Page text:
We cannot afford to punish people after they have missed many meetings or sit back and spend another three years with our fingers crossed, hoping elected members will "do the right thing" without any form of accountability or record presentation until the end of their term.
Foresight is better than hindsight.
�William Osborne is a candidate for the Whanganui mayoralty in the October elections.
I fear Bruce Moon's letter of August 26 is the pot calling the kettle black.
My woad-covered ancestors fighting the Romans had no written language. Now we use the Roman alphabet and Arabic numerals. The development of English after the advent of writing was plagued with inconsistencies of spelling. There were transcription errors, and still are many varied dialects.
Are the Maori languages of Aotearoa not allowed the same right of development? In the case of Whanganui/Wanganui both forms have been gazetted, as both are in common usage, so the wishes of the "residents ... have not been arrogantly overridden". The right of a minority to develop their native tongue has been upheld.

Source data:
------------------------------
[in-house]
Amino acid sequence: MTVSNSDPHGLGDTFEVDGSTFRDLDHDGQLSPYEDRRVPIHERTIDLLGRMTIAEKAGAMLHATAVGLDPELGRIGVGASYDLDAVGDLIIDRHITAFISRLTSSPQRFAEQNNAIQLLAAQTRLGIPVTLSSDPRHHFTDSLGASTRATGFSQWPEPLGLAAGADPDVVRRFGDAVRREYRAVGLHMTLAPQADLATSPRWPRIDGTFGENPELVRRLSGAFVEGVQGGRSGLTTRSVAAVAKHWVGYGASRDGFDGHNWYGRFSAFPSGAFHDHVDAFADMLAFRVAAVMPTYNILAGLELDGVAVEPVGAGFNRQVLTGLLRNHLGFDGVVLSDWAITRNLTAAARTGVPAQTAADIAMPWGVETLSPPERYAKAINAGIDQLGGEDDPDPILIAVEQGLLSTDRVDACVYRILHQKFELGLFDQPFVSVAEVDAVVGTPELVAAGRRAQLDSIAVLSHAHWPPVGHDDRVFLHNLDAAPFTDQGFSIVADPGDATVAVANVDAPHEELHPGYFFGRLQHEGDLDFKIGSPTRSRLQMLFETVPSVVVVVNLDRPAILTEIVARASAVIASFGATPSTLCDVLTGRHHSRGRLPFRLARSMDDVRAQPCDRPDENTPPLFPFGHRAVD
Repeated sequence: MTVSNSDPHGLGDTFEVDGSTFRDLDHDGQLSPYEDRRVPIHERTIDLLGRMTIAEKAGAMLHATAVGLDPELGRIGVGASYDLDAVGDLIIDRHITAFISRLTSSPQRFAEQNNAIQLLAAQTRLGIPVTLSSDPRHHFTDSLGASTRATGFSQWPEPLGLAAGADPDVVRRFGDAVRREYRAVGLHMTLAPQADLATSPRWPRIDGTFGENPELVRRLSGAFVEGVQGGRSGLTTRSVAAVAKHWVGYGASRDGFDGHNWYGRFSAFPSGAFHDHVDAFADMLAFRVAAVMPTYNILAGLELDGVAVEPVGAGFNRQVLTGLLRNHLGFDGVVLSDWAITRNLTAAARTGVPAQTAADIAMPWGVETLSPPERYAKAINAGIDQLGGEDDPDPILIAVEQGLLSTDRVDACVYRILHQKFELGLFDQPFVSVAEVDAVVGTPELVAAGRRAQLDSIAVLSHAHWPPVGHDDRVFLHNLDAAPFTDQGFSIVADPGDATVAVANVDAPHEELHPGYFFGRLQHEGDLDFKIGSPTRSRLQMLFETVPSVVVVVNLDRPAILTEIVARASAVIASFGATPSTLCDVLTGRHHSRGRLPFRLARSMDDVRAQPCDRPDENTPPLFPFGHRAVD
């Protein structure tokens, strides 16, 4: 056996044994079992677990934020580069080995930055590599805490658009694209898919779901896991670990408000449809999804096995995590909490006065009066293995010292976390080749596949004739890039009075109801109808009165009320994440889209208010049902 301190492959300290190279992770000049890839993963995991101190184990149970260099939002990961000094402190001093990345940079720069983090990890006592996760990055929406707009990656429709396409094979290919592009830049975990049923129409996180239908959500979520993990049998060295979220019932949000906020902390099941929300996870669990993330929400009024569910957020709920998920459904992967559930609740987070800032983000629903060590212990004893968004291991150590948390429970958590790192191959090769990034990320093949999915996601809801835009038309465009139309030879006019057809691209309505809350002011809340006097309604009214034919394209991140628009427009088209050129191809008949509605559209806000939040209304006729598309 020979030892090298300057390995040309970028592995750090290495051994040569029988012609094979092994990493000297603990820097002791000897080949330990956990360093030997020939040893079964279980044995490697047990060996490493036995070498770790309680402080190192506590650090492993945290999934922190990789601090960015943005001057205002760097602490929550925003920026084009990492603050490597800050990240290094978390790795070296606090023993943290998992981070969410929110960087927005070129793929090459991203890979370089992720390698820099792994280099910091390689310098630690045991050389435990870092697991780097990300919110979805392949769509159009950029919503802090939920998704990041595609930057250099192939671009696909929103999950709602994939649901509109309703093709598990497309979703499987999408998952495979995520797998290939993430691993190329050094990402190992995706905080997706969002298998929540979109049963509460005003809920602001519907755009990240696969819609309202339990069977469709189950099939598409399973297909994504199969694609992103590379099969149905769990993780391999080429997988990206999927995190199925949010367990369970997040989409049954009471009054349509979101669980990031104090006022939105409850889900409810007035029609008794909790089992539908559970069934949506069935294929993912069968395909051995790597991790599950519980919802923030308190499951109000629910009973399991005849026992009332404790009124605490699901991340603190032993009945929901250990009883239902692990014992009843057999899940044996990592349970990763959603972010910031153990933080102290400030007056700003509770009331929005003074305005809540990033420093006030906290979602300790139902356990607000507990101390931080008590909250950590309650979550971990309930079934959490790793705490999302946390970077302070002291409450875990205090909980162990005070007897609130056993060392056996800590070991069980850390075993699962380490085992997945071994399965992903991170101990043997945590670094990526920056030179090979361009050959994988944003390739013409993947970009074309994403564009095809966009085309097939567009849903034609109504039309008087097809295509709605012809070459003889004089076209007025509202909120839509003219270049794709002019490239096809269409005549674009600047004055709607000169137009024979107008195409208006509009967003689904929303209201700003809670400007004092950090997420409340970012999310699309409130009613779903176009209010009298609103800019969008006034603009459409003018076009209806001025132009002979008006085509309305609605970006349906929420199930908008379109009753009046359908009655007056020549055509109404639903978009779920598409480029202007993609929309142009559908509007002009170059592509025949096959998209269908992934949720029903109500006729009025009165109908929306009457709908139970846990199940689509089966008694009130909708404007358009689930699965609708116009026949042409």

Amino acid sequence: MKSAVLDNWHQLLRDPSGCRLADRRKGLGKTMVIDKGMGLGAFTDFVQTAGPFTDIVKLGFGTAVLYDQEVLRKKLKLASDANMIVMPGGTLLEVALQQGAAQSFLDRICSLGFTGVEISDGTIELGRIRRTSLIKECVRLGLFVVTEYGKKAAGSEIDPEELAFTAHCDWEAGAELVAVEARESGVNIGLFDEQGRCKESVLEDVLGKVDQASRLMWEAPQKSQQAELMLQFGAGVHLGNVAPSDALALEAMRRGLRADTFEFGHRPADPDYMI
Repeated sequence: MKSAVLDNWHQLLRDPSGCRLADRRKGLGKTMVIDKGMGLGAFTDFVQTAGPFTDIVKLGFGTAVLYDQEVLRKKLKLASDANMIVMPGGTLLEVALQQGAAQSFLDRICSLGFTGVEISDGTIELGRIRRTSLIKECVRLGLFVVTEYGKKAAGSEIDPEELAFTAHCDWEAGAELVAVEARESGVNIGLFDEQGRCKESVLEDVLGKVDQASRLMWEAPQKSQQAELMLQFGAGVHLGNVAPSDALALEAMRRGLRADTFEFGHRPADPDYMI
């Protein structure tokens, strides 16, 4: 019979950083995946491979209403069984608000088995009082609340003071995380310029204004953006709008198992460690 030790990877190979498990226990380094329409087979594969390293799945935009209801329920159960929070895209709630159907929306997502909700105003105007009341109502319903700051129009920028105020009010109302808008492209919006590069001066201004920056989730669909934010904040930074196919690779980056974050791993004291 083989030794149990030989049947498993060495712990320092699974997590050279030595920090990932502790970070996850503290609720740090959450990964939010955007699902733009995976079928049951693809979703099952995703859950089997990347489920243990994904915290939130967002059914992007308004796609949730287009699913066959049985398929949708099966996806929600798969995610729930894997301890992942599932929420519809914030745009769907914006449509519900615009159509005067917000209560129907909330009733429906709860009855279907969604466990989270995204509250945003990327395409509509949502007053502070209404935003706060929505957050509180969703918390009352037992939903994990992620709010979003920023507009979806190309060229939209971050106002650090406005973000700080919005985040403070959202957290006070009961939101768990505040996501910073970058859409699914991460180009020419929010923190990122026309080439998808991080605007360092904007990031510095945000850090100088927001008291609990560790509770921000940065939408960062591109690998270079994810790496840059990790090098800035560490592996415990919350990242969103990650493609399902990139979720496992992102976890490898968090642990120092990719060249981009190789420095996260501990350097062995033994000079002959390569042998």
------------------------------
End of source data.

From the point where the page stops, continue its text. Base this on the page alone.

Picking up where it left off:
Referenda are not a fair way to decide such questions. They are a way to ensure a cultural minority will always be overruled on matters of more concern to them than to most members of the cultural majority.
Jacinta Ruru, law professor from Otago University, was recently interviewed by Kim Hill. She described Maori and Pakeha law students who, by learning even the basics of Maori language, gain an understanding of Maori perspectives. That is the nub of this issue -- understanding.
There are many inconsistencies and there will be many changes in our languages, innit? (sic). That "innit" is a recent example of change in English. It is ugly to many, but language will not be controlled; it has a life of its own.